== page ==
Feb 03, 2003
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"Bartles & Jaymes" is a critical code-phrase around here. Whenever anyone has a big new idea (something red-hot we should launch or do right away to make more money) somebody says, "Bartles & Jaymes" and the balloon is punctured from crazy to sensible.
It's from a story in one of my favorite books ever, 'Ernest & Julio: Our Story,' about how in 1982 a tiny start-up called California Wine Cooler (who invented the cooler) came out of nowhere, and by 1983 became the 10th largest wine company in California selling almost 2 million cases. The Gallo brothers' execs urged them to launch a wine cooler too, do a land-grab on the new marketplace and stomp the upstart. They held back, and back and back. Until 1985.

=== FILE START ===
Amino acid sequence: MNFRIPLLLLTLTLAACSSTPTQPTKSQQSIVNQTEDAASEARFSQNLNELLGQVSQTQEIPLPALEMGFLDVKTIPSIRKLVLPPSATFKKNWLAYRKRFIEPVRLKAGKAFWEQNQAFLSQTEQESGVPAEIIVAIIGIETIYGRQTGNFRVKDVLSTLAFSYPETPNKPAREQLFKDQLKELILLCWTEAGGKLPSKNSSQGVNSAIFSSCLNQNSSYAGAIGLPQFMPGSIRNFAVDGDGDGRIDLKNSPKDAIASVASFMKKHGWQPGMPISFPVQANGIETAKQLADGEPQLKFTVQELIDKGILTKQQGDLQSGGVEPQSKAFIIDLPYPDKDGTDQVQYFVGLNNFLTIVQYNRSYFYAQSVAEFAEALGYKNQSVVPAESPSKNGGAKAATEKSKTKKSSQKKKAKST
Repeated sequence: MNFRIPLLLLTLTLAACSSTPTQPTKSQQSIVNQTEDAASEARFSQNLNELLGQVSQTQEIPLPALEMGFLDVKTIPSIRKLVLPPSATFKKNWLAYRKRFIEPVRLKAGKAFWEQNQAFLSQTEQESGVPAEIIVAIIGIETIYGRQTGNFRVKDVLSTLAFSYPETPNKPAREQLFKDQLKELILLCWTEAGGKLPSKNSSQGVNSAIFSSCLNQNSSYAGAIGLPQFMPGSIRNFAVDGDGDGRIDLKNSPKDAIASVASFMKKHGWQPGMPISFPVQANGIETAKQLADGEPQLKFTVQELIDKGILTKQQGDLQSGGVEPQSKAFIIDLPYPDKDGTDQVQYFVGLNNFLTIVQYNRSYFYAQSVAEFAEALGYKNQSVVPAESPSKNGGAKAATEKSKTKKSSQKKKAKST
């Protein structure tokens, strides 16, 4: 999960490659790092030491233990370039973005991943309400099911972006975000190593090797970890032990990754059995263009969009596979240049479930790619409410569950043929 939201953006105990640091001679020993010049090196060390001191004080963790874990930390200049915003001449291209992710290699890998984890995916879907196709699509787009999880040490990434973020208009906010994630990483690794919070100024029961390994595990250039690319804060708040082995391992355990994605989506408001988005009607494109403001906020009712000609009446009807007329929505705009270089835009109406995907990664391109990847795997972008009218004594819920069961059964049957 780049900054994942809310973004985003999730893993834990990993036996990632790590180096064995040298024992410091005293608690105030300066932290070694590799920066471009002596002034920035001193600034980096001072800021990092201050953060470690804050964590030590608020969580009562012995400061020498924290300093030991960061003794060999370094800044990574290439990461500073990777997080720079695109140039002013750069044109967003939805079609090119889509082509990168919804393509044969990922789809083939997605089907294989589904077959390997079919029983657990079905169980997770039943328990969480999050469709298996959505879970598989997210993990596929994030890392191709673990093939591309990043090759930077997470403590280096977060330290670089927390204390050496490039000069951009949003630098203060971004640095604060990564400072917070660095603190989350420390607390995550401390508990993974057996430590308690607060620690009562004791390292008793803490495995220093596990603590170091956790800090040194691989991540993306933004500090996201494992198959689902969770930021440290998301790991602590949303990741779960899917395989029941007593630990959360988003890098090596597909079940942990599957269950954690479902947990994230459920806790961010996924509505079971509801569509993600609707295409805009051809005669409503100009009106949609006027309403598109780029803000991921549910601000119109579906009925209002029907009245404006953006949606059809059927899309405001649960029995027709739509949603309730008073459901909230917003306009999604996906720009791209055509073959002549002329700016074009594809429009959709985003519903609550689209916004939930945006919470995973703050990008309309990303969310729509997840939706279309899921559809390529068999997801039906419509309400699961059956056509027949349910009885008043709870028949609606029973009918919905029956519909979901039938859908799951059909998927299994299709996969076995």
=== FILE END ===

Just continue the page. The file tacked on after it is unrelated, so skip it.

Not because they are a slow moving-organization, they were family-owned and fairly nimble. But because they wanted to make sure (a) the opportunity was real before diverting resources that could go into previously proven things and (b) they wanted to do the absolute best job they could of launching. They wanted the best product, best distribution and best advertising. It's not worth launching if you do a half-assed job in your rush.
It's the absolute opposite of the "land-grab" mentality of the dot-com boom. Frustratingly, it's also the opposite of my own nature (life is no fun unless I do things in a slapdash manner at the very last minute).
Results: Within one year of launch B&J was in the #2 spot in the marketplace behind California Cooler, the following year B&J slipped ahead to become #1 and still dominated the approx 34-million case marketplace in 1993 when the book was written.
My goal is to run a publishing company emulating these principles, even if it kills me :-).